Cardano is an open platform that seeks to provide economic identity to the billions who lack it by providing decentralized applications to manage identity, value and governance
— Charles Hoskinson (@IOHK_Charles) August 2, 2020
It’s fair to say there are some pretty major names currently interested in the Cardano project.
Cardano has partnered with IBM in completing a research paper on ‘Decentralised Software Updates’.
However, this isn’t just any paper, this piece of research has been commissioned by the European Union, one of the biggest global bodies in the world.
You can take a look at some of the research in the GitHub repo or watch the summary video which runs through the research below:
Furthermore, this isn’t the first time IBM and Cardano have worked together. The European Union has commissioned the pair to work on a piece of research together in 2018/2019, see their paper on ‘Architecture of Secure Ledger Systems’.
With an annual revenue of over 4 billion US Dollars, New Balance are one of the worlds biggest shoe manufacturers. They sell a lot of high-end trainers which are often subject to criminals producing counterfeits.
In 2019, Charles Hoskinson announced the partnership at the Cardano Summit in Bulgaria. The goal of the partnership is to use Cardano’s blockchain to ensure that New Balance shoes are authentic. This would allow consumers to establish whether a pair of shoes were genuine by cross-referencing an ID to the Cardano Blockchain.
“IOHK is collaborating with New Balance on an authentication pilot project. This is a consumer-level verification solution which will allow purchasers to confirm the authenticity of footwear on the distributed ledger,” IOHK’s Tim Harrison explained in a statement.
One of the problems we have in the 21st century is tracking where our food comes from. Ensuring the food we buy, especially meat is sustainable and from responsible sources.
Cardano and BeefChain have joined forces to make the beef supply chain more transparent.
BeefChain uses Radio Frequency Identification (RFID) chips and internet of things (IoT) devices to track and upload unique information about individual cattle to the Cardano blockchain, providing verifiable credentials for the origin of beef products via blockchain technology.
These credentials could be easily tracked and verified on the Blockchain during the whole supply chain, allowing consumers to easily scan a product in-store and reveal its origin down to the farm-level. Ensuring that ethical standards are upheld and eliminating the risk of buying fraudulent products.
You can read more about how BeefChain and Cardano are working together in over 6 ranches with around 1,600 cattle here.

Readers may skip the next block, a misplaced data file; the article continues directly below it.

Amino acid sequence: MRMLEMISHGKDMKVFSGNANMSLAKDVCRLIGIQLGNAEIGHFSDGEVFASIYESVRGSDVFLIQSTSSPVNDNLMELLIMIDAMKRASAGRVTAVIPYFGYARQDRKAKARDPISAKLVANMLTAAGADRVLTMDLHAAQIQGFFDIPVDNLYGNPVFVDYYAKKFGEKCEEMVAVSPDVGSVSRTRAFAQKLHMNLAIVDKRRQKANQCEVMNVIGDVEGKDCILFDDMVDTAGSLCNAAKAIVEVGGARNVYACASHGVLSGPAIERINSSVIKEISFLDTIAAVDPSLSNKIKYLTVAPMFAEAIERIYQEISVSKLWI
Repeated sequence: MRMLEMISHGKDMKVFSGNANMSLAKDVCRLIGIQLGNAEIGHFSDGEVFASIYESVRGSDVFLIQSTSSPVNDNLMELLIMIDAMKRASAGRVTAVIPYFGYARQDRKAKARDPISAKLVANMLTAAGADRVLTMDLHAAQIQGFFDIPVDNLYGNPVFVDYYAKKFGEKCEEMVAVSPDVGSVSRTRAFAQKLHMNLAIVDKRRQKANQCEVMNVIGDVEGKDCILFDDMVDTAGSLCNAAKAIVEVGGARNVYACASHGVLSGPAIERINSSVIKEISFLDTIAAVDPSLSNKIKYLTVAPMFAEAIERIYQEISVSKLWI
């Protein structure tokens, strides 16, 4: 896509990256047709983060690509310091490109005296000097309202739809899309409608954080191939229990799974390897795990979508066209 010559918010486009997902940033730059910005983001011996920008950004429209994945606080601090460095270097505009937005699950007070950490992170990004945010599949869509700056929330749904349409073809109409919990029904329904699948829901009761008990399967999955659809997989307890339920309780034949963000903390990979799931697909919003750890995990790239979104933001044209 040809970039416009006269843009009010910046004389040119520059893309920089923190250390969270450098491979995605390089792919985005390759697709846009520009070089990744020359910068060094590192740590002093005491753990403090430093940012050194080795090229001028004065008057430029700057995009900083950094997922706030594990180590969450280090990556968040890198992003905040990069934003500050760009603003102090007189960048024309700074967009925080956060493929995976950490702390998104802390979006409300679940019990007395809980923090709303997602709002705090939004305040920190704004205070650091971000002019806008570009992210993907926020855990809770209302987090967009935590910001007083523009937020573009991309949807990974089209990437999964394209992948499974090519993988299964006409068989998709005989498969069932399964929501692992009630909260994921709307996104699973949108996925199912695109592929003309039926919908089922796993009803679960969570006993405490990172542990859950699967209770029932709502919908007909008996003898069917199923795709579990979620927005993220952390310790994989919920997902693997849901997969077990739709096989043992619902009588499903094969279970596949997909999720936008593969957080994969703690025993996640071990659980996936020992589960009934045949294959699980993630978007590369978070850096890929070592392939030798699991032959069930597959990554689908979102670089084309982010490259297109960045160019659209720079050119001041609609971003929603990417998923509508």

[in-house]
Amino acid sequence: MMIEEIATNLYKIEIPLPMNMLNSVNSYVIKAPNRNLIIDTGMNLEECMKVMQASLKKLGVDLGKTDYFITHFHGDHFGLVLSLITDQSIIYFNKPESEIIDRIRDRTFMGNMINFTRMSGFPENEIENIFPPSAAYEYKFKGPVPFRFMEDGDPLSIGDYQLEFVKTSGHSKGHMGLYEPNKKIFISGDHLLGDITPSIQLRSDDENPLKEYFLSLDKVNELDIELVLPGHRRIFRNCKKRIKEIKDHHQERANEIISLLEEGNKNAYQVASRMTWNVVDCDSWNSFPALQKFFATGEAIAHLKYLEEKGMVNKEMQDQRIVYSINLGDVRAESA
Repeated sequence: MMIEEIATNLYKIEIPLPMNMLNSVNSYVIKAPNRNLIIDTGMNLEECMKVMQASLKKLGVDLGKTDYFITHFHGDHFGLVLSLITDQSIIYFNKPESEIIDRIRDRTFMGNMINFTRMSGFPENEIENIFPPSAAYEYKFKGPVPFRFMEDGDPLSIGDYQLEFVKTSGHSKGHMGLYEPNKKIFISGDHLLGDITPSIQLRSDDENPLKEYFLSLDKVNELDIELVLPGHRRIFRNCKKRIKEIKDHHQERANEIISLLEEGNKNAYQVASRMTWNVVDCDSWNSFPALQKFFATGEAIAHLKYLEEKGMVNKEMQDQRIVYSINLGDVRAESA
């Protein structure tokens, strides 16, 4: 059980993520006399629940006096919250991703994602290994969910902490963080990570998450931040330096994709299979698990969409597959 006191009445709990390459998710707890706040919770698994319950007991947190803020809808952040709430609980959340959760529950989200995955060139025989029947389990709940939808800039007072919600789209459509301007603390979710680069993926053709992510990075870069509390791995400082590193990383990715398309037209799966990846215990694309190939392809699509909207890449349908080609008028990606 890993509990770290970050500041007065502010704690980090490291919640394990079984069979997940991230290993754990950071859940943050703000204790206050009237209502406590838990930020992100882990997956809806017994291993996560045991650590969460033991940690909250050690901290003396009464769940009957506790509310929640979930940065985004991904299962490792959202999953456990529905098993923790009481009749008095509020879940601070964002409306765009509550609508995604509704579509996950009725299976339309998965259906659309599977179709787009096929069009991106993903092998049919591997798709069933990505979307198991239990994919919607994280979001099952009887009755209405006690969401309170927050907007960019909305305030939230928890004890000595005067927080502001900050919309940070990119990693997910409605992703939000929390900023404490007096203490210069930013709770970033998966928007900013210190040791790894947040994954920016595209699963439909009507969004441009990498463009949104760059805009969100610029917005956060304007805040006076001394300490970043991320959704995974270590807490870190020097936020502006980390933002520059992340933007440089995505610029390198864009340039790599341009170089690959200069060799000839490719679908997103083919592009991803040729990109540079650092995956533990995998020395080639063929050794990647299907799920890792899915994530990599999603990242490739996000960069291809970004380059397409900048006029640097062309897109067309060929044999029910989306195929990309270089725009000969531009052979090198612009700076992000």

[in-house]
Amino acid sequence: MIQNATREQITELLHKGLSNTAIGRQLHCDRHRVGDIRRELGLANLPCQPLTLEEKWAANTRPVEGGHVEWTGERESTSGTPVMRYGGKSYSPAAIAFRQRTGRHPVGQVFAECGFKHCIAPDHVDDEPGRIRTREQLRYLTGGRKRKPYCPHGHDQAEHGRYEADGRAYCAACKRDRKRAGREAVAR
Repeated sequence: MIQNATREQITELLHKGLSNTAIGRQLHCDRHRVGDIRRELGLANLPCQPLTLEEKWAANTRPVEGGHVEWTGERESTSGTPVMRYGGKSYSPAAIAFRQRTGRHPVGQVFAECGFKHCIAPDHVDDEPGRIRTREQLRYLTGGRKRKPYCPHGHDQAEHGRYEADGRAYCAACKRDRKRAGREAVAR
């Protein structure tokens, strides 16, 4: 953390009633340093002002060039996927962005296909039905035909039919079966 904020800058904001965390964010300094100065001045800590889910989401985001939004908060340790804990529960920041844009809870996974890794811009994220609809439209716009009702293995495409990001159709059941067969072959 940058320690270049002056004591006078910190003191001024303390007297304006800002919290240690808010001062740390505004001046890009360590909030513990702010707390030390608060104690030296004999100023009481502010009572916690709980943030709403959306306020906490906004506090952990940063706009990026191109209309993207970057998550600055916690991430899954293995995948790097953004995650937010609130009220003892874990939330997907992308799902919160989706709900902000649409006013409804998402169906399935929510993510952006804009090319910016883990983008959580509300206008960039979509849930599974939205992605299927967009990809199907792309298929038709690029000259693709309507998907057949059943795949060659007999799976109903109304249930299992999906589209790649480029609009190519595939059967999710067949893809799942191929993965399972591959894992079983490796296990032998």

PWC are one of the worlds biggest accounting firms and are working with Cardano.
Charles Hoskinson recently announced that Cardano would be working with PWC to generate a new commercial strategy. The partnership aims to help grow Cardano and make it more appealing for large enterprises. PWC will also help to introduce Cardano to Fortune 500 companies.
The legal leader at PWC Günther Dobrauz has also recently said that Cardano is a ‘Huge Part’ of the Decentralized Future.
Read more about the PWC x Cardano partnership.
COTI Network is an enterprise-grade Fintech platform that provides seamless digital payment solutions for companies.
The COTI Network teamed up with Cardano in 2019 to offer an ADA payment processing solution for merchants.
This will allow merchants to make near-instant payments that can be settled in over 35 fiat currencies.
Read more about the COTI x Cardano partnership.
You can take a look at a full list of Cordano partnerships here. Check out Charles Hoskinson’s YouTube channel, where he does daily check-in live streams telling people about the progress of all his projects and partnerships.
DAPPs using Cardano
Currently, Dapps (Decentralised applications) are not supported on the Cardano network. But over the next few months this is expected to change.
Check out the Cardano roadmap. Smart Contracts are set to come in the ‘GOGUEN’ stage of the roadmap (stage 3). This is the next stage for the Cardano network which they are currently working on. The previous stage ‘Shelly’ was deployed to the mainnet in June 2020, as part of Shelly Cardano is set to become fully decentralised.
Charles is pretty optimistic about the future of Dapps on Cardano…
This time next year I predict there will be hundreds of assets running on Cardano, thousands of DApps, tons of interesting projects and lots of unique use and utility. 2021 is going to be so much fun watching Cardano grow and evolve. The community is definitely ready to innovate
— Charles Hoskinson (@IOHK_Charles) July 26, 2020
Does Cardano have a future? Or is it just another so-called ‘Ethereum killer’
Cardano certainly looks like it could turn some heads in the Blockchain space. Charles and the large research team behind the project have invested huge amounts of time and money into the development of the project which aims to scale on an Enterprise level.
The team seem to be smashing through key roadmap targets currently, in particular the IOHK announcement of “D-Day” being conformed being on the 31st March 2021, but the next 12 months will be vital for the project as members of the community will be watching closely to see if Dapp support is achieved in the GOGUEN stage.
Only time will tell if Cardano will replace Ethereum as the new smart contract platform…
This article was published on: March 26, 2021
Cast your vote in The Hunt for Satoshi
View all our latest articles